Last evening, Tesla Motors announced its Q2 2013 financial results, and afterward, Chairman & CEO Elon Musk and CFO Deepak Ahuja took questions from journalists and analysts for about an hour. As expected, Musk did most of the talking, and covered a lot of ground concerning Tesla’s future production plans and international expansion.
On Model S Sales & Production
The company’s current weekly net orders of the Model S are annualizing to about 20,000 units a year for N. America. “We’re not trying to push any higher than that,” Musk said. “We have a production constraint, not a demand constraint. Our time is spent trying to make more cars. The thing that prevents us from doing that is primarily supplier parts.”
Musk said about 90 percent of its suppliers are ready to ramp up production, but a small percentage cannot. He mentioned that when they were preparing to produce the Model S, there were predictions out there that, for example, the Model S would only sell 3,000 units in its lifetime. “We sold that in the first quarter of production,” Musk said.
Nonetheless, some of Tesla’s suppliers took those predictions to heart, and never tooled up for volume production of their parts. “So we’ve got to switch them out or in-source them,” Musk said. He expects those production bottlenecks to clear out by Q2 2014.
“We’ll see what the demand looks like at that point,” Musk said. “We’re striving to become demand limited, rather than production limited.”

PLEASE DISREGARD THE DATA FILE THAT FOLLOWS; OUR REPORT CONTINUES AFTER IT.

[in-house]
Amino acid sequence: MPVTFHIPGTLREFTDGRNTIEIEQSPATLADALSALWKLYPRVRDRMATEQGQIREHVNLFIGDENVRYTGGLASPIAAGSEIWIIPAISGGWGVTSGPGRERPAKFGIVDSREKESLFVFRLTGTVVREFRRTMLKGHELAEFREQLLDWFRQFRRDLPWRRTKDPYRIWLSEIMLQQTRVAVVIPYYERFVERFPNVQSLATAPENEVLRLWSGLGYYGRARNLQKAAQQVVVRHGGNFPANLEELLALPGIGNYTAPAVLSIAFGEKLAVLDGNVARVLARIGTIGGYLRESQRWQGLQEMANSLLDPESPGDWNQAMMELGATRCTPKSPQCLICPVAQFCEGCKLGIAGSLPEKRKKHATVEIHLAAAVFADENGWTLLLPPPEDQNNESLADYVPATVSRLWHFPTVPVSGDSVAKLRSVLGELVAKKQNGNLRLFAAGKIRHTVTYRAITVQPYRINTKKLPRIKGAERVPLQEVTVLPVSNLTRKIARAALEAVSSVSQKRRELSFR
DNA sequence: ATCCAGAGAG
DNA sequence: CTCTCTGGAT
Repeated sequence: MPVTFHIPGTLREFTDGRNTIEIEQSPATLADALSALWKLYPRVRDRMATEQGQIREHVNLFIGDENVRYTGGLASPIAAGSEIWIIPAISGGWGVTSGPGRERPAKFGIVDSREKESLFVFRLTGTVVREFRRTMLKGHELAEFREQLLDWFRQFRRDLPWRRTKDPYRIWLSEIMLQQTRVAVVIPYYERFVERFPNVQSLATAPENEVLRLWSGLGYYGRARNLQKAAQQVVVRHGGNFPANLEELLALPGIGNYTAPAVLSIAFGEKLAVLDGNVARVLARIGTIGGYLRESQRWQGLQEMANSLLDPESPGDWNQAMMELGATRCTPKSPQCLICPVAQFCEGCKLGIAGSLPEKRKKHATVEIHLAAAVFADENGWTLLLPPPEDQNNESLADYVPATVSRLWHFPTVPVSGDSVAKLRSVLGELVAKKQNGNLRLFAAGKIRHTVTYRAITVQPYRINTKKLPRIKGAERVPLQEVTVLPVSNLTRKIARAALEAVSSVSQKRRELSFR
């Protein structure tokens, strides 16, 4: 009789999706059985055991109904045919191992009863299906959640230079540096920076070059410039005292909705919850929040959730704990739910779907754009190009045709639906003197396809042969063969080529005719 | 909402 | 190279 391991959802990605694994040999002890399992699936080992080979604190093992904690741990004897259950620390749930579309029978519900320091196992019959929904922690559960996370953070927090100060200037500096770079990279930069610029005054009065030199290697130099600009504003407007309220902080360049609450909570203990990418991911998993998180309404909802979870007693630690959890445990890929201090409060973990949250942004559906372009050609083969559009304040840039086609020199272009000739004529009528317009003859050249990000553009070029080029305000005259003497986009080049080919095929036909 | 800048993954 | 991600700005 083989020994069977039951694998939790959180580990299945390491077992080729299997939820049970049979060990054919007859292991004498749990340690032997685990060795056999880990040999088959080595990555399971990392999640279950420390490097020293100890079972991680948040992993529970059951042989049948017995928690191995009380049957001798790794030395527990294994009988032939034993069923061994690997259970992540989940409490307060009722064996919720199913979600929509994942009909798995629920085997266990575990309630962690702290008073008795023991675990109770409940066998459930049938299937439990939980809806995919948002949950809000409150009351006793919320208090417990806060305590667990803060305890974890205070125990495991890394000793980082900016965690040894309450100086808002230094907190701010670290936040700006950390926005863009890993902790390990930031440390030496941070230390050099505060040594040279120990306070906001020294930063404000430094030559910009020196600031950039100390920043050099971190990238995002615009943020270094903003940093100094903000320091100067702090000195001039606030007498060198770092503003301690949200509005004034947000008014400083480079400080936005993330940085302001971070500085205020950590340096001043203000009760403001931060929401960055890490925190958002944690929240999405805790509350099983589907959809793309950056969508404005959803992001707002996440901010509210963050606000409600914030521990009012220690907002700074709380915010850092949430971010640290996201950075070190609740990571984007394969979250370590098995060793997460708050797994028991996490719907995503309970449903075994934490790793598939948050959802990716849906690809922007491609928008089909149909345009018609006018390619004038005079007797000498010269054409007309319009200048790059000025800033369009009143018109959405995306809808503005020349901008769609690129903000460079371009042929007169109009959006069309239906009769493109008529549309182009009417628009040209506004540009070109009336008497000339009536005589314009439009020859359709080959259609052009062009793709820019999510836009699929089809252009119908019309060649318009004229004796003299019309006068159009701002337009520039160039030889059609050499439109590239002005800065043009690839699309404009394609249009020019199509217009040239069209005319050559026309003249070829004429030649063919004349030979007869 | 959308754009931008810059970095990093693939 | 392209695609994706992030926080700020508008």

To get much higher than 20,000 cars a year in N. America, Musk mentioned they’ll need a bigger infrastructure of service centers, stores, and Supercharger stations. “”You have an S-curve of technology adoption,” he said. “You have the really early adopters, but the mainstream consumers need to really see a lot of cars on the road before they really consider it, especially a new technology. I think we’ve got a long way to go still.”
Ahuja added that before they worry too much about increasing demand, there are cost efficiencies they can look for to increase their gross margins in the big expenditure areas of parts and labor.
And then Elon broke it down in his signature blunt style: “In the fourth quarter of last year, we were extremely dumb at making cars,” he said. “In the first quarter we were still pretty dumb. We were slightly dumb in the second quarter, and hopefully by the fourth quarter we’ll not be dumb. This is not: ‘how did we get so super good?’ This is: ‘how do we stop being so stupid?'”
On Model S International Expansion
Tesla estimates global annual sales of 40,000 cars (including 20,000 in N. America) once it expands to Europe, Asia, and Australia. Currently, its not pushing for international sales too hard, because a car ordered in Europe now would be delivered around November. But Musk thinks the demand for premier sedans in Europe is higher than N. America, and with high demand in Asia as well, he thinks 40,000 worldwide units a year is a conservative estimate.
“There’s certainly room to grow beyond that,” he said. “We’re a big factory. There’s a lot of potential, but we’ll have to see how it turns out.”
Tesla will open a store in Beijing later this year. “This isn’t quite the quarter to talk about China, but I will say it’s a huge market for premium sedans,” Musk said. He’s also excited about Japanese expansion. “Japan’s a very important market for us. We’re going to take it very seriously. The Japanese market’s very discerning, and I would consider it a great honor if they actually bought our car.”